Sometimes $1.38 buys you a gem, other times you’ve thrown your money away. This week we’re showing you Kakuro for Dummies. It doesn’t really fall into either of these categories, it’s more of a diamond-in-the-rough.
The entire family enjoys a good Sudoku puzzle, so when we discovered this offering from University Games, we were excited to give it a shot. Let me tell you, it is HARD. I’ll get into that in a moment.
First, we needed to figure out the basic rules behind this type of puzzle. The instructions included were good and there are tutorials with easy game boards to teach you. Ultimately, we resorted to reading up on it on Wikipedia.
Each row and column must add up to the number printed on the puzzle using single-digit numbers. Each number may only exist once per row.
Certain number combinations are easy to determine and those are your starting points. In the example above I needed a three using two squares. 1+2 are the only possible answers. The adjoining row sums up to five, which must be either a 1+4 or a 2+3. To complete the puzzle, no guessing should be necessary; there should always be a logical reason for your choices. For this photo I ‘guessed’ to show you the placement.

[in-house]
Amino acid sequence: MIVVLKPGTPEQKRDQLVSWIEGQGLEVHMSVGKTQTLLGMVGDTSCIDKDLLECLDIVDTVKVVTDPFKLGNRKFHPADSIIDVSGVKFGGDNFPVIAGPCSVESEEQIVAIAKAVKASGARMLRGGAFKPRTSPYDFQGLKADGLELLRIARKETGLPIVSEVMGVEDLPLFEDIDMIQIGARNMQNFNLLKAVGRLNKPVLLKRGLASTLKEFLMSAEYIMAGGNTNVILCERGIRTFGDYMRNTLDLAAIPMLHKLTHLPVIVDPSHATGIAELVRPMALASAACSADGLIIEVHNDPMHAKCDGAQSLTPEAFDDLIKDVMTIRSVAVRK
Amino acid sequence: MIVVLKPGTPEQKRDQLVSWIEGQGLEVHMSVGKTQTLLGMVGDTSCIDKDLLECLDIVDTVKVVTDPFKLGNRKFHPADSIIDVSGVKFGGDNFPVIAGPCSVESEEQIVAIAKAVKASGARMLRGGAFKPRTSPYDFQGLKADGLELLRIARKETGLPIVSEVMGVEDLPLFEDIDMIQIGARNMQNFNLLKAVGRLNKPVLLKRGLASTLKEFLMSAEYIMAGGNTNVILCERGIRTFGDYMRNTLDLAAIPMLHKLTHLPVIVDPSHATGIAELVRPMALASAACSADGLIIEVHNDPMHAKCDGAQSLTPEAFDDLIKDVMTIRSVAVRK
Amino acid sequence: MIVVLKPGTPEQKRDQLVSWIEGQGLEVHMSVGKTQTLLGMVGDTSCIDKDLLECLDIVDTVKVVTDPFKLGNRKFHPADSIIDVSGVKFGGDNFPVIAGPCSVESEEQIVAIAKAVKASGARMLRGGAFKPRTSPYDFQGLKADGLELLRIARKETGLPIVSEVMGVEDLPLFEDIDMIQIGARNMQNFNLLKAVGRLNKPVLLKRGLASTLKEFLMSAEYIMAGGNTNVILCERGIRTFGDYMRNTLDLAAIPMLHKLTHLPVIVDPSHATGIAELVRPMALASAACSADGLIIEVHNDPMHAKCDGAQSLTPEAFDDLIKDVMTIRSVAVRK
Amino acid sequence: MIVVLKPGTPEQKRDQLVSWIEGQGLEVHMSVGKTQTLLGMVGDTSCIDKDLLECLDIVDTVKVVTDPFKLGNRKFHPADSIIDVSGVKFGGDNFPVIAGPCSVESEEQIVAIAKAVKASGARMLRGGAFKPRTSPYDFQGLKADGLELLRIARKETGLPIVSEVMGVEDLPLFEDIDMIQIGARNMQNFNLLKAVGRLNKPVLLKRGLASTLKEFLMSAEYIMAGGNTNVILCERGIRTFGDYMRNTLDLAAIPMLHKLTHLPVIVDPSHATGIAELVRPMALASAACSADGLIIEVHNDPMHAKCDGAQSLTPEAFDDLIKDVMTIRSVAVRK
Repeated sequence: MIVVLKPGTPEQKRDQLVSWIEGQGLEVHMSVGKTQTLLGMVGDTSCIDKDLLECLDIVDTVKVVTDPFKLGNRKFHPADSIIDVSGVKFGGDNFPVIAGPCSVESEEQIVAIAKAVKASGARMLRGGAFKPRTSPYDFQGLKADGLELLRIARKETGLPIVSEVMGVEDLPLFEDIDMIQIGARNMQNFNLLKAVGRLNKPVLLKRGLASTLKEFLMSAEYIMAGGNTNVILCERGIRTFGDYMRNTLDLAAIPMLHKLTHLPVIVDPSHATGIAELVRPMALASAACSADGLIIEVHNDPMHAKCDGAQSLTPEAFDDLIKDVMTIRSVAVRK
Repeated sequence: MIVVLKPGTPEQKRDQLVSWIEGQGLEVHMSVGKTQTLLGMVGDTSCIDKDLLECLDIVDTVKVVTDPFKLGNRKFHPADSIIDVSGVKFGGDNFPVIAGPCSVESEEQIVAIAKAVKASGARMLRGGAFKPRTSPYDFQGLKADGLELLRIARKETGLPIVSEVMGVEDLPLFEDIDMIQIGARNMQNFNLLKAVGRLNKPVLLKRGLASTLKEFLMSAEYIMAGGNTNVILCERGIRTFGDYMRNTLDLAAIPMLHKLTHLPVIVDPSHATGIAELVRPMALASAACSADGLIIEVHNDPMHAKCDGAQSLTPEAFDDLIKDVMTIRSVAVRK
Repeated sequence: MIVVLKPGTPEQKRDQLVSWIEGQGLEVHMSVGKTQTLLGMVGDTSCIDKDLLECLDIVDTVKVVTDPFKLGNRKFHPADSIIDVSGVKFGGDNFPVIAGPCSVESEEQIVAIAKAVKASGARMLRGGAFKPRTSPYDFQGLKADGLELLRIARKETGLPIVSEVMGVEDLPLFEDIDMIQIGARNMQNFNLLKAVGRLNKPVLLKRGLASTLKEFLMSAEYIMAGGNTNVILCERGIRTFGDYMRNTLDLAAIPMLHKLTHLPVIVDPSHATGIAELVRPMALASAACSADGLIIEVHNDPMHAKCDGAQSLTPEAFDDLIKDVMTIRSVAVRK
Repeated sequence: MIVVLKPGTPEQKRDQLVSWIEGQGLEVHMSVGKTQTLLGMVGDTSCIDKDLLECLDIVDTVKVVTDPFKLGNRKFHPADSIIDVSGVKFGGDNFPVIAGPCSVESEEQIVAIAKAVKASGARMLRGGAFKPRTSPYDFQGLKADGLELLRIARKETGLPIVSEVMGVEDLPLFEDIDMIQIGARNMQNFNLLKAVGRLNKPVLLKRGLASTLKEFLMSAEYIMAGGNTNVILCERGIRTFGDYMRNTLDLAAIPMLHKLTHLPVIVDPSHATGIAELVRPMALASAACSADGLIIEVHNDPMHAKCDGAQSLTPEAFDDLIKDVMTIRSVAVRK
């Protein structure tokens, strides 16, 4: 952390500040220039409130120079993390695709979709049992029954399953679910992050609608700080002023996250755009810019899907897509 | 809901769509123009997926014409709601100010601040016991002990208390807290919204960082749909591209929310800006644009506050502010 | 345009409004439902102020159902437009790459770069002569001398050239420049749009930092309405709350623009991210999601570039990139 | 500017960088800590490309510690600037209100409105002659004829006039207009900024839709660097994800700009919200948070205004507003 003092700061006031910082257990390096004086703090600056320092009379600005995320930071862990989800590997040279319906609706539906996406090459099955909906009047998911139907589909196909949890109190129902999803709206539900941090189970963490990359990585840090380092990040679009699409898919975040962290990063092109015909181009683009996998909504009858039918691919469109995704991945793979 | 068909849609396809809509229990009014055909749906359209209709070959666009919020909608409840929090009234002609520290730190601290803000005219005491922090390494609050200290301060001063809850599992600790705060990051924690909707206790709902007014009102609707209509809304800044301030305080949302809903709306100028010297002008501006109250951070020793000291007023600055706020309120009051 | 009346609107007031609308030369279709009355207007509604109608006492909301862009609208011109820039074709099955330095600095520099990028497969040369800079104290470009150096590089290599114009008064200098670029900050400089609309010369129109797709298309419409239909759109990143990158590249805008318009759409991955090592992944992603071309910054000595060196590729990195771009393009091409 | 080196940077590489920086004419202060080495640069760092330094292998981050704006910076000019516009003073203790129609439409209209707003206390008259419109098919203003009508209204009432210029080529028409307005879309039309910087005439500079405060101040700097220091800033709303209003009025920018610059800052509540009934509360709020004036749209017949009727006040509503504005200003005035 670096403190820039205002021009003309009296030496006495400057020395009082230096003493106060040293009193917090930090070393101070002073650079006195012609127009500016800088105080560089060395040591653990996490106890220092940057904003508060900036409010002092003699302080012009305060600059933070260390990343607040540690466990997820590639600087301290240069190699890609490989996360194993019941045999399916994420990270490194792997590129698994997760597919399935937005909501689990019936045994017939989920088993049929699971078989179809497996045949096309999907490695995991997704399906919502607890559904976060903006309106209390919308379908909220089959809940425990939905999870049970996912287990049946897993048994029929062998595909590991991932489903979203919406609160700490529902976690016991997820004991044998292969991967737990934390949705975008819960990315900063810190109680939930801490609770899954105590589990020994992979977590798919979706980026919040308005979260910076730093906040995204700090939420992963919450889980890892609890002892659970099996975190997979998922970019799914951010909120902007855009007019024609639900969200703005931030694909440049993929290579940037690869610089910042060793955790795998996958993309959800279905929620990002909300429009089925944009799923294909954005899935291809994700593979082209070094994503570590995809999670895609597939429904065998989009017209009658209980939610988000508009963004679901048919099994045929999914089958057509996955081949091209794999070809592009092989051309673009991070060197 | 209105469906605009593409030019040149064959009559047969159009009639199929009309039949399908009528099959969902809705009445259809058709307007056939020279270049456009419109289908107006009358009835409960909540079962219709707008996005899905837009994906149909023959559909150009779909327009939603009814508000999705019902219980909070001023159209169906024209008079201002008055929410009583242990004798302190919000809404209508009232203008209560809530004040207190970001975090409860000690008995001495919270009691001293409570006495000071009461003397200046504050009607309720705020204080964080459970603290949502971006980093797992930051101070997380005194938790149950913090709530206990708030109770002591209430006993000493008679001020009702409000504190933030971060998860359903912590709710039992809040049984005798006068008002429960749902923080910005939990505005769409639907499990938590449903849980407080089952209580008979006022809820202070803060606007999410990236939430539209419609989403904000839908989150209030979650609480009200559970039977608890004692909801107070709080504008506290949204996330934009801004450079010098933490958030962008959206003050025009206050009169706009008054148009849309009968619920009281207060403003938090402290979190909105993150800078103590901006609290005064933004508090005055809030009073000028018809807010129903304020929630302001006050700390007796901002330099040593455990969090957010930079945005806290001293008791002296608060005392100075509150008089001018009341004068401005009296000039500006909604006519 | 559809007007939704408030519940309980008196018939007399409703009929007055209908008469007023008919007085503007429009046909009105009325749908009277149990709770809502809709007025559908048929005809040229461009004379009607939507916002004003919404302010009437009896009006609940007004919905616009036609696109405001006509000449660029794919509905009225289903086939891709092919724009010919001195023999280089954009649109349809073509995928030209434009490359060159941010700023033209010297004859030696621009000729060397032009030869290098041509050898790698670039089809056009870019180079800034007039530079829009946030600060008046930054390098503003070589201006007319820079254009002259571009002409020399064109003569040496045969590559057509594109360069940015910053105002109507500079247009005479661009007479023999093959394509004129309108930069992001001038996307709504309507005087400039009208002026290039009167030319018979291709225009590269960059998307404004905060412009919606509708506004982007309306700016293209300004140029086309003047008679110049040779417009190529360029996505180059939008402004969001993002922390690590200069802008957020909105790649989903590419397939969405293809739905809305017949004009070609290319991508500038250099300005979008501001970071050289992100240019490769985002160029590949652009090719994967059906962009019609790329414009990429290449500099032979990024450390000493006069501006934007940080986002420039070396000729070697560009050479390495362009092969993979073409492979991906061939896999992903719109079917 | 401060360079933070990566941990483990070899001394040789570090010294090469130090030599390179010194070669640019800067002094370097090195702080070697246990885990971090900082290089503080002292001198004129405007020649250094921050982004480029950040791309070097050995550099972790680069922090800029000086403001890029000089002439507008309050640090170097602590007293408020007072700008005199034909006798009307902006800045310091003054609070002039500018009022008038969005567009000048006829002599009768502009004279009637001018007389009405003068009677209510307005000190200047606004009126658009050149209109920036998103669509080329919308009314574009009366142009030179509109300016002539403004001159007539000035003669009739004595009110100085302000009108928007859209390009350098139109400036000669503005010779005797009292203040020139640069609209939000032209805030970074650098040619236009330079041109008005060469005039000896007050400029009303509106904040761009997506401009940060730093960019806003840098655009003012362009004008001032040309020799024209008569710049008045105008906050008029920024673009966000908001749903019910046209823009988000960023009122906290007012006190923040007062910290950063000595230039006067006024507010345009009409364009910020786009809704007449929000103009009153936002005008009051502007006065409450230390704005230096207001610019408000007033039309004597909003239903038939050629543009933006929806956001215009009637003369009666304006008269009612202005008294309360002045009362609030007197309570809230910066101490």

You continue filling up the board until all the spaces are filled, thus completing the puzzle. But this is just how the puzzle is completed, not how this game plays!
Each player becomes ‘responsible’ for a section of the puzzle, and you race to fill in your squares. The first to complete their section correctly wins. Your answers may depend upon someone else’s number selection, so while it looks right to you, if theirs is wrong yours will be too.
I see this being an extremely fun and challenging game for those already familiar with how Kakuro works, but for us it was just a bit too difficult out of the box. We enjoyed the puzzles, so we downloaded a free app for our iOS devices that had hundreds of Kakuro puzzles of varying difficulties for us to practice on. There are also good app selections for Android devices as well.